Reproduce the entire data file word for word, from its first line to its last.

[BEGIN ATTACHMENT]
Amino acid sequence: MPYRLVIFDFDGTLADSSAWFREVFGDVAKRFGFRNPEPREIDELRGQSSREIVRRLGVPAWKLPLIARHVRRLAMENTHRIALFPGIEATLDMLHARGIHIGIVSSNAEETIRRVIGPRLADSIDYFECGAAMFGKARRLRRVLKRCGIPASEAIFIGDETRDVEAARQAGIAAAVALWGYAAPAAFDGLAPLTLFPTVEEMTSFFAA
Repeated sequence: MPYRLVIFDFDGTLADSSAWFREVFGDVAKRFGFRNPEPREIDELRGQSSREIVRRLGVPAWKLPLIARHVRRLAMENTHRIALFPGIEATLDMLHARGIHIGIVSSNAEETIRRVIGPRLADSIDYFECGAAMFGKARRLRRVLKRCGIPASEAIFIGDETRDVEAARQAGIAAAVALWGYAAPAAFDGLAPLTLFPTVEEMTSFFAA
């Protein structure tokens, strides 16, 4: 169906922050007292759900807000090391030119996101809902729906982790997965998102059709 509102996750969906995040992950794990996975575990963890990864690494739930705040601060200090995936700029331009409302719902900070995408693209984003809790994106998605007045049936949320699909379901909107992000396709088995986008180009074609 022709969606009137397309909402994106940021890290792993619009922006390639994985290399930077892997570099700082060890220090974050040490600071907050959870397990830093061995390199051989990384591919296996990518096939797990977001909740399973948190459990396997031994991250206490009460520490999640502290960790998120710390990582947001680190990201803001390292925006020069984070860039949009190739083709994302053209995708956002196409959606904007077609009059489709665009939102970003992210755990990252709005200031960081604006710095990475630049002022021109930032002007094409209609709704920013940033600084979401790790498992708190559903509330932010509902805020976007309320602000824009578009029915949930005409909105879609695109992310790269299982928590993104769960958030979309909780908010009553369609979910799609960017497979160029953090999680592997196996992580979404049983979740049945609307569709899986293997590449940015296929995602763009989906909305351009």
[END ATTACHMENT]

Amino acid sequence: MPYRLVIFDFDGTLADSSAWFREVFGDVAKRFGFRNPEPREIDELRGQSSREIVRRLGVPAWKLPLIARHVRRLAMENTHRIALFPGIEATLDMLHARGIHIGIVSSNAEETIRRVIGPRLADSIDYFECGAAMFGKARRLRRVLKRCGIPASEAIFIGDETRDVEAARQAGIAAAVALWGYAAPAAFDGLAPLTLFPTVEEMTSFFAA
Repeated sequence: MPYRLVIFDFDGTLADSSAWFREVFGDVAKRFGFRNPEPREIDELRGQSSREIVRRLGVPAWKLPLIARHVRRLAMENTHRIALFPGIEATLDMLHARGIHIGIVSSNAEETIRRVIGPRLADSIDYFECGAAMFGKARRLRRVLKRCGIPASEAIFIGDETRDVEAARQAGIAAAVALWGYAAPAAFDGLAPLTLFPTVEEMTSFFAA
């Protein structure tokens, strides 16, 4: 169906922050007292759900807000090391030119996101809902729906982790997965998102059709 509102996750969906995040992950794990996975575990963890990864690494739930705040601060200090995936700029331009409302719902900070995408693209984003809790994106998605007045049936949320699909379901909107992000396709088995986008180009074609 022709969606009137397309909402994106940021890290792993619009922006390639994985290399930077892997570099700082060890220090974050040490600071907050959870397990830093061995390199051989990384591919296996990518096939797990977001909740399973948190459990396997031994991250206490009460520490999640502290960790998120710390990582947001680190990201803001390292925006020069984070860039949009190739083709994302053209995708956002196409959606904007077609009059489709665009939102970003992210755990990252709005200031960081604006710095990475630049002022021109930032002007094409209609709704920013940033600084979401790790498992708190559903509330932010509902805020976007309320602000824009578009029915949930005409909105879609695109992310790269299982928590993104769960958030979309909780908010009553369609979910799609960017497979160029953090999680592997196996992580979404049983979740049945609307569709899986293997590449940015296929995602763009989906909305351009």